The Factory. Image Courtesy of Ricardo Bofill

The Factory. Image Courtesy of Ricardo Bofill

Ricardo Bofill (born 5 December 1939), a graduate of the Barcelona University School of Architecture and the School of Geneva, and the founder of interdisciplinary firm Taller de Arquitectura, is renowned for his extensive body of work and ever-changing design aesthetic. His career has spanned over 50 years, encompassing more than 1000 buildings in cities ranging from Lisbon and Boston to Tokyo and St. Petersburg. His architectural approach has evolved over the decades and has permeated dozens of countries worldwide.


© <a href='https://www.flickr.com/photos/davido/4985729885/'>Flickr user davido</a></noindex> licensed under <noindex><a target=CC BY-NC-ND 2.0
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© Flickr user davido licensed under CC BY-NC-ND 2.0

Bofill was raised in a wealthy Catalan family by a contractor-builder father and homemaker mother. As a young man, Bofill traveled to Andalusia where he became fascinated by Spanish vernacular architecture. He came of age during the reign of Spanish dictator Francisco Franco, and joined the ranks of Marxist activists which led to his ejection from university in Barcelona. He fled Spain for Geneva where he continued his education, ultimately launching his career traveling and working across Europe.


La Muralla Roja. Image Courtesy of Ricardo Bofill

La Muralla Roja. Image Courtesy of Ricardo Bofill

In 1963, Bofill assembled a team of architects, engineers, philosophers, planners, writers, sociologists, and filmmakers who would later become known as Taller de Arquitectura. The Barcelona-based practice established itself using traditional Catalan building methods juxtaposed with modern building concepts and planning methodologies. Since then, the firm has been at the helm of projects including a new terminal at Barcelona Airport, redevelopment of Luxembourg’s Place de l’Europe, and the famous conversion of a disused cement factory into centralized offices for Taller de Arquitectura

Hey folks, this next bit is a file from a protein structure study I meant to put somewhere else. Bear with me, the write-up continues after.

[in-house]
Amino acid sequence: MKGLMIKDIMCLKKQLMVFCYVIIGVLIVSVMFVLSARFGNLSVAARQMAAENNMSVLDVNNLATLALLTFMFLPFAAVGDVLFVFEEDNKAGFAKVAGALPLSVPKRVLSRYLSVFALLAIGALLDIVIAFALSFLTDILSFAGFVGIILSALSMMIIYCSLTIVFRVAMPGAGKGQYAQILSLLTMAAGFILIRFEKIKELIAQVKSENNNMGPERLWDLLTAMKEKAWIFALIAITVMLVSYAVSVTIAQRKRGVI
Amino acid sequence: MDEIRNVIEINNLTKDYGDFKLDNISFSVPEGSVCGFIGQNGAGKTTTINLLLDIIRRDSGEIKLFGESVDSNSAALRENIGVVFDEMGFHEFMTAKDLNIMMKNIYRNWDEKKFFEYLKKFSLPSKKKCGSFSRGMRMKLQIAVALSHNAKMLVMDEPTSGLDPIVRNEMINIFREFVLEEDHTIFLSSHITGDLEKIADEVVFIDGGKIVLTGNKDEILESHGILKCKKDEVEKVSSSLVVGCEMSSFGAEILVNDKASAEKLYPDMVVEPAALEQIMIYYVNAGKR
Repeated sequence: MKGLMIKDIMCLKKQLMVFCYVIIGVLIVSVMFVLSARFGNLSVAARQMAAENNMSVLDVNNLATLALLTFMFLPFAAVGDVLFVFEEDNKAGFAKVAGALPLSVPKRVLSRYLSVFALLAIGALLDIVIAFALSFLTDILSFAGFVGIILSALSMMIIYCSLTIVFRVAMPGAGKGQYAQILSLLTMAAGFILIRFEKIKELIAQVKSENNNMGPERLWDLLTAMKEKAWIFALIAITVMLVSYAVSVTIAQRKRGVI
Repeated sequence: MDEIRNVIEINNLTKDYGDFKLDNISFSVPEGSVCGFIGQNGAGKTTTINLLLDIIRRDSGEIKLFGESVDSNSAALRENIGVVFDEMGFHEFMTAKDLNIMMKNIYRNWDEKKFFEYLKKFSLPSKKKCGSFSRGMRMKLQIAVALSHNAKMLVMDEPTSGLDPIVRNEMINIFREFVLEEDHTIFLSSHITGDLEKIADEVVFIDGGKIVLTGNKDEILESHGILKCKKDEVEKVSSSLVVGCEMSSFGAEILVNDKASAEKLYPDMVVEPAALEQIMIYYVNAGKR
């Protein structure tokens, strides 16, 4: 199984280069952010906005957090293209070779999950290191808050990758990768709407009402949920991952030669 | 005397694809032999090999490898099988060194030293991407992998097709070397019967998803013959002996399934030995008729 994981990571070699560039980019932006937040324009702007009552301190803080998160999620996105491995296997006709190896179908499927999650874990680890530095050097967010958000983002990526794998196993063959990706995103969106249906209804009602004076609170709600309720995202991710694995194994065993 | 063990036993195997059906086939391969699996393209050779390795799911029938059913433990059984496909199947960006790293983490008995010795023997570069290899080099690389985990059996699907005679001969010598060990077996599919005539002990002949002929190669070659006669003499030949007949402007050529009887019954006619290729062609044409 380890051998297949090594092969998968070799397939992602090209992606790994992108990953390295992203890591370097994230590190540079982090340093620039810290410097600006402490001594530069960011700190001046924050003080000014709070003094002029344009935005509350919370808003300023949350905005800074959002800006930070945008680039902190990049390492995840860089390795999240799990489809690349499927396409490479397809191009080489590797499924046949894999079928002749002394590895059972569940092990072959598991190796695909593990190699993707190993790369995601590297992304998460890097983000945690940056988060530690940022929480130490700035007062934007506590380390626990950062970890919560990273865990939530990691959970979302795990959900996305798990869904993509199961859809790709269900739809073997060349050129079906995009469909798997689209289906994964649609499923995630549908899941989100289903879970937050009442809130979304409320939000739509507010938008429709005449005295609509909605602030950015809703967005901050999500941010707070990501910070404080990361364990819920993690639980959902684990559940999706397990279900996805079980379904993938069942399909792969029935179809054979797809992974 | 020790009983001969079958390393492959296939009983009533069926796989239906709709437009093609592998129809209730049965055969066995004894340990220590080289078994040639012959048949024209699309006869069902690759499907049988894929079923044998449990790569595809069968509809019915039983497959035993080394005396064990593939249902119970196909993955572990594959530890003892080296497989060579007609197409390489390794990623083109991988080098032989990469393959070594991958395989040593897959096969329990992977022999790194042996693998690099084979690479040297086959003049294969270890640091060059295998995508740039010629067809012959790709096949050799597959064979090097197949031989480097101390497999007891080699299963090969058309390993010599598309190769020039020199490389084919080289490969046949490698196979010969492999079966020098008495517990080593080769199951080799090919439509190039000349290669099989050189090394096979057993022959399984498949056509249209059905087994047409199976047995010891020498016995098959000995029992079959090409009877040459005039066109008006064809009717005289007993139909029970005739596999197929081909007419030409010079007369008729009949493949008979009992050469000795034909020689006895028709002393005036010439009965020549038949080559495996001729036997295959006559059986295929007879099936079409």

Xanadú. Image Courtesy of Ricardo Bofill

Xanadú. Image Courtesy of Ricardo Bofill

Bofill’s work during the 1960s was typified by exuberant colors and rectilinear massing along Spain’s eastern coastline as shown in La Muralla Roja. A decade later, his work on the Maritxell Sanctuary showed a major shift in his aesthetic with the introduction of curves and vaulted ceilings. Bofill embraced glass and steel in 2010 with the construction of the W Hotel Barcelona, marking another serious progression in his malleable architectural sensibility. His practice continues to thrive with the recent opening of Prague’s Economia Building, with many more in progress. 


Economia Building. Image © Filip Šlapal

Economia Building. Image © Filip Šlapal

Check out all of the completed works by Ricardo Bofill featured on ArchDaily via the thumbnails below, and more coverage of his work at the links below those:

Ricardo Bofill: “Why Are Historical Towns More Beautiful Than Modern Cities?”

A Utopian Dream Stood Still: Ricardo Bofill’s Postmodern Parisian Housing Estate of Noisy-le-Grand

In Residence: Ricardo Bofill

Ricardo Bofill’s Red Wall Through The Lens of Gregori Civera

The Red Wall Behind Martin Solveig’s Latest Music Video

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